Having abolished ex-gratia payment to public sector workers, what is the moral justification to retain it for MPs who have contributed NOTHING concrete toward national development? And to imagine that this payment is happening at a time that the labour front is already being rocked by strike actions? There is something basically wrong with this government’s strategy for handling affairs.

As is to be expected, the usual rivalry and effusive bad-mouthing that characterizes the relationship between the MPs in both the NDC and the NPP has suddenly evaporated and the beneficiary MPs from both divides have quickly come together because their interests intersect at this level of ex-gratia payment. These are nothing but greedy, unconscionable, and insensitive leeches.

Elsewhere, something encouraging is happening to mark the huge difference that exists between those who know why they are in office and those who don’t and use their offices to fleece the system. Here is the example:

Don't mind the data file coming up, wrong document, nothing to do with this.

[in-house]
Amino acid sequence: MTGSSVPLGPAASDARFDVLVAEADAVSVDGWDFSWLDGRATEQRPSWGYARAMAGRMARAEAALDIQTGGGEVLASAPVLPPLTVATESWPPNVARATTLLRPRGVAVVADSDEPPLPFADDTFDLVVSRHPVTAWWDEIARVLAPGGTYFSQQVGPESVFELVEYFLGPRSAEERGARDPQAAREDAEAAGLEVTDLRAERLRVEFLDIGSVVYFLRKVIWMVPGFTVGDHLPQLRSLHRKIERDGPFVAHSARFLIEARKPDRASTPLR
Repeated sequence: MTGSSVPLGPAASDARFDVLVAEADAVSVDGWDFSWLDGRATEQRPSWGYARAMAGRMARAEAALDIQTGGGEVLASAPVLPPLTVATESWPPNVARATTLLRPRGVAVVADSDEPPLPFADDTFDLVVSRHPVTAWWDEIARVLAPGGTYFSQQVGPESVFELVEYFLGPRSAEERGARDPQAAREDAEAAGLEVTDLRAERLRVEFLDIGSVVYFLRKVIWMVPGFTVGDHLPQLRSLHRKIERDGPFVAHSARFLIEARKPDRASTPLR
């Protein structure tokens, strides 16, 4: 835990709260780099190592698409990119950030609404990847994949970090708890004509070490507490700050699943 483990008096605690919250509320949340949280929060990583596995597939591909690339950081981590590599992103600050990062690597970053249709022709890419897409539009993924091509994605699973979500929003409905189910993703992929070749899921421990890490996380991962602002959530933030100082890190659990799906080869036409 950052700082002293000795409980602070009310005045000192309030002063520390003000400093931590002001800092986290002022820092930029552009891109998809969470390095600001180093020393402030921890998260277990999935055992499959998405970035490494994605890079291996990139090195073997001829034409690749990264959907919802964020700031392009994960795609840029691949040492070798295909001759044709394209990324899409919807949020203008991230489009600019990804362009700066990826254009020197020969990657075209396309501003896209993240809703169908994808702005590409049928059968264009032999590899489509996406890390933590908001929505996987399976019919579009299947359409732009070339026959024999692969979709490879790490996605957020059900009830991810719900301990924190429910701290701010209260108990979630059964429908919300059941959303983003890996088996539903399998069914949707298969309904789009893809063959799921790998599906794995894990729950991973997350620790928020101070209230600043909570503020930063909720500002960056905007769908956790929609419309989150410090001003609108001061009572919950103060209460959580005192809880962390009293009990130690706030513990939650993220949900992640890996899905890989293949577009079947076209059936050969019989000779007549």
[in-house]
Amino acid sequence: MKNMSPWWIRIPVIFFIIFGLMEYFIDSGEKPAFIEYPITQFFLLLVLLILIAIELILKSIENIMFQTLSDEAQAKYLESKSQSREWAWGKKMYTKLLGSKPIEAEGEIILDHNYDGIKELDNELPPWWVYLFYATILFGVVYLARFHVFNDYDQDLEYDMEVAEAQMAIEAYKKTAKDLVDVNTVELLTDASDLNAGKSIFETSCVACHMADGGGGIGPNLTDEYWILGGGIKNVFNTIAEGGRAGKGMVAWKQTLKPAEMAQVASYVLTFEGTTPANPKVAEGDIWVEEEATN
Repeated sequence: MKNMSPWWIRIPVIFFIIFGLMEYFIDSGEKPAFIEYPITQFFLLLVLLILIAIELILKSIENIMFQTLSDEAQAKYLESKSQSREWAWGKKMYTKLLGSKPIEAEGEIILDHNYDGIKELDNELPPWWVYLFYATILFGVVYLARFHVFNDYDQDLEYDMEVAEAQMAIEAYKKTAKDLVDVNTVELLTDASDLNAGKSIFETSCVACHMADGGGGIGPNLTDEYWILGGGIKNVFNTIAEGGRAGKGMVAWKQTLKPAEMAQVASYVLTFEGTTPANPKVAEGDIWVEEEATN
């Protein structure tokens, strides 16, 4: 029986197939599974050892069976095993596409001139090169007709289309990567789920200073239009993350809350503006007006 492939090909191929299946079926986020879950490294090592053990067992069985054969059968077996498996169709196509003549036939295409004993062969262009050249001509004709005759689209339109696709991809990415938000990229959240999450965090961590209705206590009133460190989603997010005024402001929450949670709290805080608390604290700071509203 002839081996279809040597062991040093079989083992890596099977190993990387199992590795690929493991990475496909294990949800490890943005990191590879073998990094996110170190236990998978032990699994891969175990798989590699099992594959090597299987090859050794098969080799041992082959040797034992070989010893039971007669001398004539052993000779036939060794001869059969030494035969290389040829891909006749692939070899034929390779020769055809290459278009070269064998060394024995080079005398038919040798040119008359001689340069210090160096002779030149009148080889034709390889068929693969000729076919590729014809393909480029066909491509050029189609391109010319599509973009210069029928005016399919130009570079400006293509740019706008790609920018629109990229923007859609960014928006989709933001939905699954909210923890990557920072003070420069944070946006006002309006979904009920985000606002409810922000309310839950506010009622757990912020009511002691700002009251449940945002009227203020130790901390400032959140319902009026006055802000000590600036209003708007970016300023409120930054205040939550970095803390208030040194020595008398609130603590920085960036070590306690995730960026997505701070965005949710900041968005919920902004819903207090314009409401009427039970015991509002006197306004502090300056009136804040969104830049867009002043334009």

President Barack Obama will pay back 5 percent of his annual government salary to the U.S. Treasury. It’s a move meant to signal solidarity with federal workers facing furloughs because of automatic spending cuts known as sequestration, the White House said Wednesday. The New York Times first reported Obama’s decision (

Obama makes $400,000 in presidential pay (though, thanks in part to book royalties, his 2011 tax filings show that his adjusted gross income that year was $789,674). Between now and Oct. 1, the end of the 2013 fiscal year, he will cut monthly checks that will total $20,000, an aide told Yahoo News.
The announcement came one day after the Pentagon revealed that Defense Secretary Chuck Hagel would return 14 days’ pay, or roughly $10,750, based on his annual salary of $199,700.

The symbolic move came amid widespread news reports that sequestration —deep, indiscriminate government spending cuts—were hitting Americans’ bottom line and leaving gaps in key services.

Friends, do you see why we in Ghana are suffering because we have put the wrong people in charge of our lives?

I shall return…

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DISCLAIMER: The Views, Comments, Opinions, Contributions and Statements made by Readers and Contributors on this platform do not necessarily represent the views or policy of Multimedia Group Limited.